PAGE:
KEYS TO FITNESS: How a Strong Core Can Help Reduce Knee Problems

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YONEMOTO, SHEILA-colorBy SHEILA YONEMOTO, PT

Recently I attended a physical therapy seminar focusing on core/trunk stability and was shocked to find that a young, trim, healthy-looking woman, who also happened to be a physical therapist, had a very unstable core and back pain.

I have also heard of situations with young girls playing very competitive soccer having weak and unstable core muscles. I was dismayed to learn that in three to four years, female soccer players have a high percentage of knee injuries. I now feel very strongly that soccer for females should be banned, unless something is done to stop the progression of knee injuries in young girls.

The current culture of using cell phones, tablets, video games, backpacks and other sedentary activities also contributes to poor posture, muscle weakness, muscle imbalances and early onset of arthritis, pain and nerve entrapment. What happened to all the moms and teachers who insisted on sitting up straight and encouraged getting out and moving?

I am seeing 30-year-olds with very slumped postures, having arm pain, jaw pain, neck pain, back pain, and headaches.

My optometrist mentioned to me that there is a direct correlation between eye strain and poor trunk tone, strength and posture, due to lack of activity, which often affects a child’s ability to learn. It’s harder to focus the eyes when the trunk can’t stay stable for long periods of time, which is what it is supposed to do, which makes reading more difficult and, ultimately, learning becomes harder.

If this problem affects a young, relatively healthy and more active population, trunk or core instability probably affects many mature adults as well. This can contribute to balance problems, breathing difficulties, incontinence, and lower energy levels.

The good news is that something can be done about it. It might take a little work to bring awareness to the muscles that are responsible for keeping us upright, but it will result in using smaller amounts of energy and decreasing degenerative changes in joints.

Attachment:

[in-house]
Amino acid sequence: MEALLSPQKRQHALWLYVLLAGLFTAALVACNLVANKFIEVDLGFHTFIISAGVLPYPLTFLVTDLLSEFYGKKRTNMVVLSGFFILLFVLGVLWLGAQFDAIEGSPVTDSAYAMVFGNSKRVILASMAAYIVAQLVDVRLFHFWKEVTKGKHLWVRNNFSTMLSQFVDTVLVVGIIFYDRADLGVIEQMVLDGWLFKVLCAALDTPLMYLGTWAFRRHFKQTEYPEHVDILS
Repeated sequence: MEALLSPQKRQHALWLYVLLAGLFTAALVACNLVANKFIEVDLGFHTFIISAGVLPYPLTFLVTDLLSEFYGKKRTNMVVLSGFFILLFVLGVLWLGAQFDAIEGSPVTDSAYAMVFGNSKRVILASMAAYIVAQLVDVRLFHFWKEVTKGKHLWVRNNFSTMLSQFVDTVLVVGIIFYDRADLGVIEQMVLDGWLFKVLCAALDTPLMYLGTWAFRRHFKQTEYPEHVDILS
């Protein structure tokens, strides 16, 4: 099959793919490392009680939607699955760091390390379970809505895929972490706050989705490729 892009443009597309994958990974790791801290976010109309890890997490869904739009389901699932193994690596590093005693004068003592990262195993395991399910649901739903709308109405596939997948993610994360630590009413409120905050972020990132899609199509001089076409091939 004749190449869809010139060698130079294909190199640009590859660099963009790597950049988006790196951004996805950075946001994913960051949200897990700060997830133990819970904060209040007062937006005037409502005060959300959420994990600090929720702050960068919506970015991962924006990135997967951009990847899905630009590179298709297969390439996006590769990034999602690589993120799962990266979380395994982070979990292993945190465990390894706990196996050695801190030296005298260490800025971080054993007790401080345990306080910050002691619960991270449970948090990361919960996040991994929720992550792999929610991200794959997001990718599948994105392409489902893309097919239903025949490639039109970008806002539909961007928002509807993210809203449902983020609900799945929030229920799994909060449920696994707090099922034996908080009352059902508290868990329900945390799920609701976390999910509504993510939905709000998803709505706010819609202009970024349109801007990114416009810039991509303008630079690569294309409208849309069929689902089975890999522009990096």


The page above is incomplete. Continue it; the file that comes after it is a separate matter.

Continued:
Physical therapists are experts in observing posture and movement and can guide people in getting stronger, moving around more efficiently and decreasing wear and tear on the body. Exercise classes are great for this as well, and getting a customized program to address specific problems is one way to make sure that imbalances are corrected first.

Gym classes often focus on the larger movement muscles of the trunk and don’t pay attention to the smaller and less visible postural muscles that work most of the time.

Moms use to say “stand up straight” and sometimes it turned into nagging that left emotional scars. I have to say Mom was right. Instead of rebelling against standing up straight, switch your thinking to developing a good stable core. You will have more energy, look younger, have better balance and may reduce a lot of strain on your knees and your eyes.

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Sheila Yonemoto, P.T., has been a physical therapist for more than 30 years, specializing in integrative manual therapy, utilizing a holistic approach. She can be reached at Yonemoto Physical Therapy, 55 S. Raymond Ave., Suite 100, Alhambra, CA 91801. She also offers a qigong “Chinese energy” exercise class. Your first class is free. Call (626) 576-0591 for more information or visit www.yonemoto.com.

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